It’s Friday so we’ll start with food, and having just been in Las Vegas, it’s an easy topic to discuss. I think Vegas might be the second-best food city in the country in many ways (behind only NYC, of course). I’ll qualify that by stating that one needs a pretty hefty bankroll to take full advantage of the best of what’s available there, but let’s put that aside for a moment.
Every top practitioner of damn near every cuisine in the world has a restaurant in town. It’s an all-star aggregation, really, and not even New York has as many top chefs (where NYC kills Vegas is in hundreds of high quality ethic dining experiences as well as food carts). Yet with all this quality (and not all of it is expensive) around, you see them lined up at the casino buffets, eating unlimited amounts of food in between blackjack sessions. How does this relate to work? Continue reading
I’m in Las Vegas for some business meetings. I love this place, mostly because everyone seems much calmer and happier than in many other places. Looking out my window I can see the Empire State Building, the Statue of Liberty, The Eiffel Tower, a pyramid, a French palace, Venetian gondolas – why spend the money to travel elsewhere when all that good stuff is right here?
No, I didn’t spend all night in the casino and the previous paragraph is not the result of being over-served the free drinks. But it is a business lesson. Continue reading
It was yet another innocuous piece of LinkedIn group spam – you probably get them in your in-box all the time as well. Unlike most of the others I get on a regular basis, this one really caught my eye and I read it over a few times to make sure I hadn’t misread it. Unfortunately for the author , I hadn’t. But I did get a good laugh out of it and maybe you will too. Maybe you’ll also do yourself a favor and learn from it. Continue reading
You hear the phrase about someone being a “choker” every once in a while. It’s a negative term meaning that the person had victory within their grasp but let it slip away or that someone performs well most of the time but cracks when facing the pressure of an important event. It happened this weekend in professional golf and you see it in other sports as well as in business. Oh sure, sometimes a great performance by a competitor steps up and beats you even when you play well but much of the time, in sports and in business, the person not finishing first wasn’t ready to win. Continue reading
It’s Friday and I’m writing this on a blackberry so I’m going to be briefer than usual. I will, however, have a food-related thought. We were talking at a business dinner last evening about the best dishes we ever ate (and no, it wasn’t triggered by the TV show). My dish involves foie gras (and we’re not going to have the discussion on the ethics of that stuff now) and someone said “oh, I love foie gras but it’s so bad for you.”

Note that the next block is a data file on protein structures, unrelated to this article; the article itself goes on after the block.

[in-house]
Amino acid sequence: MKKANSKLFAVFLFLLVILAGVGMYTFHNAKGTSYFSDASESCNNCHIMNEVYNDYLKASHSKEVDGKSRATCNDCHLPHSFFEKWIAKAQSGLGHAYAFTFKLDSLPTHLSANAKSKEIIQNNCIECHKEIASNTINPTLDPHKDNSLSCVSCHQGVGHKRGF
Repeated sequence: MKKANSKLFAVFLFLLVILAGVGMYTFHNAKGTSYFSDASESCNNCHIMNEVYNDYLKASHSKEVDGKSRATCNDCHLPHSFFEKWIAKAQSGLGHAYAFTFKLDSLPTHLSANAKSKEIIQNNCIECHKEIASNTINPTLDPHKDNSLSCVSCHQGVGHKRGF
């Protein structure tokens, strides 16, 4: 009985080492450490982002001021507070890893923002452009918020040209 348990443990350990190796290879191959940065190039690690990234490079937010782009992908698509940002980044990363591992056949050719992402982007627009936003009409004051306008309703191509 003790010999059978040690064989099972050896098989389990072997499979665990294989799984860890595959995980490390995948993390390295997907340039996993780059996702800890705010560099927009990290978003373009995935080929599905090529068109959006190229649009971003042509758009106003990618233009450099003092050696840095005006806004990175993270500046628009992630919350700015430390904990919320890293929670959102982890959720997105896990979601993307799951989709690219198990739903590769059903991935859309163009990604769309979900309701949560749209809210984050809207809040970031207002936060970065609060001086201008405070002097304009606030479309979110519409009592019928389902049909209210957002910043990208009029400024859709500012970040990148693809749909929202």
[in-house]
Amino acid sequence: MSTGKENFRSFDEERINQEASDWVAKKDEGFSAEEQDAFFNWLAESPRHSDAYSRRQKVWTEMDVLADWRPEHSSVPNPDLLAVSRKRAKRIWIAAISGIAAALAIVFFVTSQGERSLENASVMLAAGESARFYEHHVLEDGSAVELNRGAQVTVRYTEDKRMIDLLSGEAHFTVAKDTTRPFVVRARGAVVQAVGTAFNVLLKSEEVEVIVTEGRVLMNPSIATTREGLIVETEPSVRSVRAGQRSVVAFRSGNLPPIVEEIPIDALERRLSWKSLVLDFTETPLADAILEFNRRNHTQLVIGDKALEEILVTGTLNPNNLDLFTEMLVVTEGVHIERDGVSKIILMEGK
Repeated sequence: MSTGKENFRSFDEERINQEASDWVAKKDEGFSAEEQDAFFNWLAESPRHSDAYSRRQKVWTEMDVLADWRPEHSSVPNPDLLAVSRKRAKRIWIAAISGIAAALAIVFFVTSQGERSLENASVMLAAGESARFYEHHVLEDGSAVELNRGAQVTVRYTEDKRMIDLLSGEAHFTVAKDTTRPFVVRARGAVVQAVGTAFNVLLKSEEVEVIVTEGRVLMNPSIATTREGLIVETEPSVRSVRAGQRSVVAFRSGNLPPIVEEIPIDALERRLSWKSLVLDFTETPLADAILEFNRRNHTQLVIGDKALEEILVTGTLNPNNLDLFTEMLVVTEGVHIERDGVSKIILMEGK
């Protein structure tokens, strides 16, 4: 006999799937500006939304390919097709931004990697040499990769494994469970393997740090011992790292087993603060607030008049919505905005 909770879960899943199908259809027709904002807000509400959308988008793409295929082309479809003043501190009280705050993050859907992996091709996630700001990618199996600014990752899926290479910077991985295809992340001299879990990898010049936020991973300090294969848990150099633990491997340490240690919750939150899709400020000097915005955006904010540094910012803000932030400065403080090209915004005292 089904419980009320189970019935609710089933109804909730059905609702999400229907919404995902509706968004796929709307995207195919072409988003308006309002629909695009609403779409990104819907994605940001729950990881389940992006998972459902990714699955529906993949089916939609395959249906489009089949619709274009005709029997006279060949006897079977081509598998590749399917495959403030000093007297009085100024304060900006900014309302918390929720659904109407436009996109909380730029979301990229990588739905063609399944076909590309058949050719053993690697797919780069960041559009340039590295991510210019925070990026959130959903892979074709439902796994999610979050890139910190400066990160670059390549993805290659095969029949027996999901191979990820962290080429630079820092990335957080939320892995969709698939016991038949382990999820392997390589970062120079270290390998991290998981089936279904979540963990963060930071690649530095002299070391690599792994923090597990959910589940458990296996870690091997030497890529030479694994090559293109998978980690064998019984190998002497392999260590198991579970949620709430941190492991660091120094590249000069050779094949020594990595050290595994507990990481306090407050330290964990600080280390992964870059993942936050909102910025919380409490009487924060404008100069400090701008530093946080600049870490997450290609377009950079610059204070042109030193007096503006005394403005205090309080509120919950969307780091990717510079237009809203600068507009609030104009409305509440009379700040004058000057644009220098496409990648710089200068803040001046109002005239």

At another point, similar language was used about a failed relationship: “I loved her but it was totally toxic and bad for me so we broke up.” That, of course, got me thinking about business.
There are people working on teams with folks they love but are killing them. They’re bad for you and they’re relatively easy to spot. They criticize without the balance of praise. They are always ready to lighten the mood with a joke but never ready with their piece of a project. You probably know someone like this but hopefully not.
As a manager, your biggest responsibility is the health of your team just as you, as an individual, are responsible for not eating the stuff that’s bad very much no matter how much you love it. Everyone has a bad day – that’s the odd occasion during which you indulge in the bad stuff. But a steady diet of bad food – or bad people- no matter how much they’re loved can be fatal.
What’s on your love/bad food list?
We don’t do politics in this space but sometimes we find lessons for business in things that happen in that other world (OK, more like a different universe). You might have heard about the Sherrod disaster that’s played itself out over the last little bit. Basically, some video was taken out of context and made to appear as if a USDA employee had made racist statements when, in fact, she hadn’t at all. The media jumped on the story and eventually she was fired. Of course, as the real facts emerged, lots of people were embarrassed, including the media, the NAACP, the White House, and others. And all because they rushed. Continue reading